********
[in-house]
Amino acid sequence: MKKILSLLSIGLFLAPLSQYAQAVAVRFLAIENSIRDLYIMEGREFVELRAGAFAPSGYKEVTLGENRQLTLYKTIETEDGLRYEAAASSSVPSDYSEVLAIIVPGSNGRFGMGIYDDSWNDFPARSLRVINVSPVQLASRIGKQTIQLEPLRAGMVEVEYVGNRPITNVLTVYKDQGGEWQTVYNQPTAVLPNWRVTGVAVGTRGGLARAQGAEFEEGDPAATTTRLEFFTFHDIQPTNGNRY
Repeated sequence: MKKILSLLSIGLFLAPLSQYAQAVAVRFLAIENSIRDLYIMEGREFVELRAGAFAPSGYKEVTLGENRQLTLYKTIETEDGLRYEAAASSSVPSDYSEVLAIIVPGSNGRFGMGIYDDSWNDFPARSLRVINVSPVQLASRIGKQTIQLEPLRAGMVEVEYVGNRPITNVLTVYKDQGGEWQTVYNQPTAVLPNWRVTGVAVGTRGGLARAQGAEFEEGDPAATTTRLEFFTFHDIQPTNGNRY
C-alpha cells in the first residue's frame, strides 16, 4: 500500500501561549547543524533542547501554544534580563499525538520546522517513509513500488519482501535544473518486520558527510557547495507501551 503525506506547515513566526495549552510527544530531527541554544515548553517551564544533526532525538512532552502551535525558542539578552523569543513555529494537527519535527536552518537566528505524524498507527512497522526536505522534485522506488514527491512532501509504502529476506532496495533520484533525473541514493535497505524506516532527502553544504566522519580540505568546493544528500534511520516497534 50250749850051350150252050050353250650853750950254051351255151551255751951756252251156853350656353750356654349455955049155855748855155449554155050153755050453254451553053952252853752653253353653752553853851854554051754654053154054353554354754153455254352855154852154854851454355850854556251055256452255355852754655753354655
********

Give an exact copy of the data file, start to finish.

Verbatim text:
[in-house]
Amino acid sequence: MKKILSLLSIGLFLAPLSQYAQAVAVRFLAIENSIRDLYIMEGREFVELRAGAFAPSGYKEVTLGENRQLTLYKTIETEDGLRYEAAASSSVPSDYSEVLAIIVPGSNGRFGMGIYDDSWNDFPARSLRVINVSPVQLASRIGKQTIQLEPLRAGMVEVEYVGNRPITNVLTVYKDQGGEWQTVYNQPTAVLPNWRVTGVAVGTRGGLARAQGAEFEEGDPAATTTRLEFFTFHDIQPTNGNRY
Repeated sequence: MKKILSLLSIGLFLAPLSQYAQAVAVRFLAIENSIRDLYIMEGREFVELRAGAFAPSGYKEVTLGENRQLTLYKTIETEDGLRYEAAASSSVPSDYSEVLAIIVPGSNGRFGMGIYDDSWNDFPARSLRVINVSPVQLASRIGKQTIQLEPLRAGMVEVEYVGNRPITNVLTVYKDQGGEWQTVYNQPTAVLPNWRVTGVAVGTRGGLARAQGAEFEEGDPAATTTRLEFFTFHDIQPTNGNRY
C-alpha cells in the first residue's frame, strides 16, 4: 500500500501561549547543524533542547501554544534580563499525538520546522517513509513500488519482501535544473518486520558527510557547495507501551 503525506506547515513566526495549552510527544530531527541554544515548553517551564544533526532525538512532552502551535525558542539578552523569543513555529494537527519535527536552518537566528505524524498507527512497522526536505522534485522506488514527491512532501509504502529476506532496495533520484533525473541514493535497505524506516532527502553544504566522519580540505568546493544528500534511520516497534 50250749850051350150252050050353250650853750950254051351255151551255751951756252251156853350656353750356654349455955049155855748855155449554155050153755050453254451553053952252853752653253353653752553853851854554051754654053154054353554354754153455254352855154852154854851454355850854556251055256452255355852754655753354655